Spring break trips emphasize service

This year John Brown University plans to take spring break missions trips to New Orleans, La., Jackson, Miss. and Miami, Fla.

Student development is giving students the opportunity to participate in missions in hopes of furthering community development in those areas.

While the general goal of all the trips is the same, each trip plans to reach out to a particular community differently.

Rebekah Ruckman, administrative assistant for student development at JBU and the leader for the New Orleans trip, said that the main purpose of her trip is to serve the people of Louisiana through manual service projects.

“It’s a tangible way to show God’s love,” Ruckman said. “We’re not evangelizing to them or preaching to them. We’re just living life day to day with them and helping them with tangible needs, whether it be painting their house or laying floors, whatever it may look like. Just serving them and loving them.”

Jason Flewellen, a senior, along with Ruckman, is a returning member to this particular trip. He said the people of New Orleans were the biggest draw for his decision to return.

“I wanted to go back, because I loved the people of New Orleans. Just going down there and being able to work with the people down there is something that I loved doing,” Flewellen said.

“That’s something that I really related to, getting to be on a personal level with those people,” he continued.

While the New Orleans trip is geared towards manual community service, John Brown’s journey to Jackson focuses more on community building, particularly in regard to the ongoing civil rights movement.

“This trip will be JBU’s fifth trip to Jackson — my third,” said Frank Huebert, director of service and outreach ministries at JBU and leader of the Jackson trip.

“It’s a service-learning trip. We’re going to spend some time learning more about civil rights history in the United States, particularly in the South. We’ll have the opportunity to visit museums and interact with John Perkins, who is a key civil rights leader in the state of Mississippi.”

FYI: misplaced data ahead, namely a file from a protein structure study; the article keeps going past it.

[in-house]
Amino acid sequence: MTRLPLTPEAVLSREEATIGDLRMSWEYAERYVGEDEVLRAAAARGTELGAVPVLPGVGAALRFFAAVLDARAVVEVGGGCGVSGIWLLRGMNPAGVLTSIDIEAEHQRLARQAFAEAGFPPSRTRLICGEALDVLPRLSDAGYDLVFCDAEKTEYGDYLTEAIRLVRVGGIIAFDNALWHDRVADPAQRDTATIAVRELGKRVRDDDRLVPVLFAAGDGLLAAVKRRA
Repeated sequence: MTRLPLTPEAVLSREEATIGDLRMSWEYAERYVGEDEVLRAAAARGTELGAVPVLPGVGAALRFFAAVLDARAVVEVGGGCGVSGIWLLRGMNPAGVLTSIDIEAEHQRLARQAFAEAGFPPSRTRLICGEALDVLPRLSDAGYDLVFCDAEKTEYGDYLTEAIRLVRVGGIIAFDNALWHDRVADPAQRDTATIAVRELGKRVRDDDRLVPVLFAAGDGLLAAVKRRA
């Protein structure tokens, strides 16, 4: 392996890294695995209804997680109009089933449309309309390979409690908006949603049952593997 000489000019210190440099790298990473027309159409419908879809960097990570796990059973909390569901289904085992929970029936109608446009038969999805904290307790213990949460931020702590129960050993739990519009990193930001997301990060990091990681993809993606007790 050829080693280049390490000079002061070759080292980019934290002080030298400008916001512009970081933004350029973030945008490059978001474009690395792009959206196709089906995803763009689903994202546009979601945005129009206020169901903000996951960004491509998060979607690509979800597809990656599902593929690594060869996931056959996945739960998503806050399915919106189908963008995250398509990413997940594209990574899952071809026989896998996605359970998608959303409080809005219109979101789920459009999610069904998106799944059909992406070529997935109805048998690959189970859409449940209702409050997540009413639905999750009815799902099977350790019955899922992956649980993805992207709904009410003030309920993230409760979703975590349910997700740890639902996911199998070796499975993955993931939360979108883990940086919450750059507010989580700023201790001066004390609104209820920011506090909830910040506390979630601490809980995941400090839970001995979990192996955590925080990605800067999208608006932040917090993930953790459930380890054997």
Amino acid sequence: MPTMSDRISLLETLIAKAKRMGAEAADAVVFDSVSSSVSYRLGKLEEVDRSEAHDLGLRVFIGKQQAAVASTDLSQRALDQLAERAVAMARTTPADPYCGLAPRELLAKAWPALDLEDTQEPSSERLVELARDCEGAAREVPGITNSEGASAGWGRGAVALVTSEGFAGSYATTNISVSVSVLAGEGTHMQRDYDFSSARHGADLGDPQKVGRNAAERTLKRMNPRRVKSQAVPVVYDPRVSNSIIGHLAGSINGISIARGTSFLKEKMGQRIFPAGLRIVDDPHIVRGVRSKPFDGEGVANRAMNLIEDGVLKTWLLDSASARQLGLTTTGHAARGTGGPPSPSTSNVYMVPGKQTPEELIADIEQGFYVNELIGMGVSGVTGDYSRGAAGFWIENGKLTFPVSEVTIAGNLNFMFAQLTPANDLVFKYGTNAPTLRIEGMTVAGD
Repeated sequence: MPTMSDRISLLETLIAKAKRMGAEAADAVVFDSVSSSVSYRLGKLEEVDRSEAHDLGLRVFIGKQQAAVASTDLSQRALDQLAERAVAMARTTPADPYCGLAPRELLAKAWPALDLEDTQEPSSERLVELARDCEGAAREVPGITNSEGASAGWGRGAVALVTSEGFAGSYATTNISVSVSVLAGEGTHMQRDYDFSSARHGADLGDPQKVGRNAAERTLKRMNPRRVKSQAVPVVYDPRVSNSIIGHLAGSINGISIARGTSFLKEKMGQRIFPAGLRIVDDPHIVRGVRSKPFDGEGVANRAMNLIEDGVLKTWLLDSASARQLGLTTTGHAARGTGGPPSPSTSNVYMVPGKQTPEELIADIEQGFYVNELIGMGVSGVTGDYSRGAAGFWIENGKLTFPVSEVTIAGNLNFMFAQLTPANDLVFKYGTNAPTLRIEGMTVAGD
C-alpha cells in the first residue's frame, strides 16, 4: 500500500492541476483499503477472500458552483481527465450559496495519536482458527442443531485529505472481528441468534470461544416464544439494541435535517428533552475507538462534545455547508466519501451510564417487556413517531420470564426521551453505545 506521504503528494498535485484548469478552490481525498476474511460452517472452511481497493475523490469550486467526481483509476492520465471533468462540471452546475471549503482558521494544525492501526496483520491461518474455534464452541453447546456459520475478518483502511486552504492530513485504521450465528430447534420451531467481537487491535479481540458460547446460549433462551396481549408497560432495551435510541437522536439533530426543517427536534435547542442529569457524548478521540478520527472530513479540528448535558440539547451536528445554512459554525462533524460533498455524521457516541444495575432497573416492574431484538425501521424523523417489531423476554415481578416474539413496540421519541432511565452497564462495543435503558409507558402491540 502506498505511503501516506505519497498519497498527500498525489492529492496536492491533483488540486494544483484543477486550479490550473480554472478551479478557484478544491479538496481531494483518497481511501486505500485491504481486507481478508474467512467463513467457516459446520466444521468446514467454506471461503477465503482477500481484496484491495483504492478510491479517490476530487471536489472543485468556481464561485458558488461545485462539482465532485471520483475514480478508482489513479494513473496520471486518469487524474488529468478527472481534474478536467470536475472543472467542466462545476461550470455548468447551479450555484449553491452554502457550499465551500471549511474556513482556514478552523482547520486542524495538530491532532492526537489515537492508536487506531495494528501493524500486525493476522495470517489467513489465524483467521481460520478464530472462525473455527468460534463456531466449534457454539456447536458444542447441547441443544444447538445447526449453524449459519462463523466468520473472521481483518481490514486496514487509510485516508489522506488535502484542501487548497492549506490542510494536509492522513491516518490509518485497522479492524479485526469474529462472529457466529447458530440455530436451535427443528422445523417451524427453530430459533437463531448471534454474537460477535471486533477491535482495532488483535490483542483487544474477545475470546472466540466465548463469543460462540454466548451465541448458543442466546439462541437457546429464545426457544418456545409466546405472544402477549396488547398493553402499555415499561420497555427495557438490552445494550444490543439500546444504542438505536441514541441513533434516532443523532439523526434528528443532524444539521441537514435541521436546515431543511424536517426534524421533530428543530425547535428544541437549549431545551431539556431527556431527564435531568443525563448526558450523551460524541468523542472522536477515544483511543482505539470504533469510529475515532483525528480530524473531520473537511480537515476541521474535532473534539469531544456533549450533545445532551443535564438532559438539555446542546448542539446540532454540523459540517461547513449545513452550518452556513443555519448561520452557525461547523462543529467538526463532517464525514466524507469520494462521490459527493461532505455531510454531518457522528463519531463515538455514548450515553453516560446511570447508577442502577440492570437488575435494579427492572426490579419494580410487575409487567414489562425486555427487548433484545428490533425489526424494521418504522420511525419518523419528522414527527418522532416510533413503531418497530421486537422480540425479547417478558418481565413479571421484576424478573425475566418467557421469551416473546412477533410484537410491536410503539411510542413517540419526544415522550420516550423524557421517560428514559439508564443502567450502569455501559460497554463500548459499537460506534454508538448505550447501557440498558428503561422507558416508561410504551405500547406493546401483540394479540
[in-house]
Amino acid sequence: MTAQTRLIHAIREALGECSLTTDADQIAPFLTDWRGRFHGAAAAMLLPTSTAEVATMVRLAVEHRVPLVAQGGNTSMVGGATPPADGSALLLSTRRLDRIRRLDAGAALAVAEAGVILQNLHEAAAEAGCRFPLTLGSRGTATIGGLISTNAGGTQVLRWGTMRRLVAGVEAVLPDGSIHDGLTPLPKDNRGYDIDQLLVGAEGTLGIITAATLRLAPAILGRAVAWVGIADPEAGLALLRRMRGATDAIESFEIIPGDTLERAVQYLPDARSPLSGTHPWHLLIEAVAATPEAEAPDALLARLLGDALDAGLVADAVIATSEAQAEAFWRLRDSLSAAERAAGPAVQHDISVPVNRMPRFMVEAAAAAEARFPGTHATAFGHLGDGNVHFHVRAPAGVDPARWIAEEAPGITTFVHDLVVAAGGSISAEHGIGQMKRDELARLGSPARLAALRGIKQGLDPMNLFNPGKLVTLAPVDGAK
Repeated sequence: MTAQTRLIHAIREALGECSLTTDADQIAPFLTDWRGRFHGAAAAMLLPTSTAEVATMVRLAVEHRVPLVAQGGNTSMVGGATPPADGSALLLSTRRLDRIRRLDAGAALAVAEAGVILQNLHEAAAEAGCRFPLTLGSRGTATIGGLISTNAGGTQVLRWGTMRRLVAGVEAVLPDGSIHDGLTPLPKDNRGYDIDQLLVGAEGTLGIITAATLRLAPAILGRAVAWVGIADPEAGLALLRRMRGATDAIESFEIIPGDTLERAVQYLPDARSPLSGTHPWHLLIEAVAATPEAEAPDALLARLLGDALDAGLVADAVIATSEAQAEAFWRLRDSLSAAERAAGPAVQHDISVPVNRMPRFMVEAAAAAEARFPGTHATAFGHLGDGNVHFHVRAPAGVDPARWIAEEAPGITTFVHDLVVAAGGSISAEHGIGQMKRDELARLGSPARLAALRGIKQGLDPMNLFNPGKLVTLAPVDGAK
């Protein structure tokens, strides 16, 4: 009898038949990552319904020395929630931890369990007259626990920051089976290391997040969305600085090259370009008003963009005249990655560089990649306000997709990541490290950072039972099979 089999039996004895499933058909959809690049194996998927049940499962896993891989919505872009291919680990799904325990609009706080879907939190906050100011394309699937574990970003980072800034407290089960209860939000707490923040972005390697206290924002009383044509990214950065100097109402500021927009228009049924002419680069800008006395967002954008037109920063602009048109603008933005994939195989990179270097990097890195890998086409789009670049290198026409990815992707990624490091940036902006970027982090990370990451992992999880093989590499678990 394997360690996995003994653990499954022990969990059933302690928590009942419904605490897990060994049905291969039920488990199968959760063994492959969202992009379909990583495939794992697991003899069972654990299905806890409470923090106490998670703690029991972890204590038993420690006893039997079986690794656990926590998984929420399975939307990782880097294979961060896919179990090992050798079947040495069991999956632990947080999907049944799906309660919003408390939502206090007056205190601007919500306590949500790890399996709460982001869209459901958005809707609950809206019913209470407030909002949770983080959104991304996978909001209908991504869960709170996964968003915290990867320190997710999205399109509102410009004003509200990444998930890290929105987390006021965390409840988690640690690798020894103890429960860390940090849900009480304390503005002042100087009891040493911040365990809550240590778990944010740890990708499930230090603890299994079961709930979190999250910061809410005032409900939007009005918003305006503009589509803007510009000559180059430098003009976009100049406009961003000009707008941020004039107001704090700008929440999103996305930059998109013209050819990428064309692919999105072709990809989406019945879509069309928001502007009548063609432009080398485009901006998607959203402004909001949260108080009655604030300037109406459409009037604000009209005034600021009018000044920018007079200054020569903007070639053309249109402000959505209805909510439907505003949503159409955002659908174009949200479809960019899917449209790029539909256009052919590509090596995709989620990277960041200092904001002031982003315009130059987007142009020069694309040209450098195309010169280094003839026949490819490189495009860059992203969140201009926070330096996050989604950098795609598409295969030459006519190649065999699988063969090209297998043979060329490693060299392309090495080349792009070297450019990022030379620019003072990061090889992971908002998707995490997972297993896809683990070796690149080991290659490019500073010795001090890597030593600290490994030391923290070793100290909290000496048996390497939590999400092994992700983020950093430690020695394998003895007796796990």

Huebert said another aspect of the trip is learning about Christian community development.

“It’s important to go into a community and do work that doesn’t end up creating more harm than good, but still brings about good that works to build up a community, understand its resources and recognize that every community has everything it needs to be healthy and successful,” Huebert said.

JBU’s expedition to Miami will focus on the prevention of sex trafficking in the community. According to sophomore Rebecca Ramirez, this trip, which she will attend, will address how to interact with sex workers and what civilians can do to fight sex trafficking.

“It’ll be a learning experience for how we can actually help, not how we want to help. As much as I would love to be a superhero, I want to know what I actually should do,” Ramirez said.

While the students and leaders go to their different locations and aim to build the communities to which they travel, one of the aspects that they themselves benefit from is building community with their fellow University students and faculty with whom they serve.

“One of the things that has been true of every trip I’ve taken is that the people who have gone on the trip don’t usually know each other very well,” Huebert said.

“We go to JBU, and we talk about it being small and knowing everyone, but you don’t really know everyone. [The trips give] people the opportunity to really get to know people,” he said.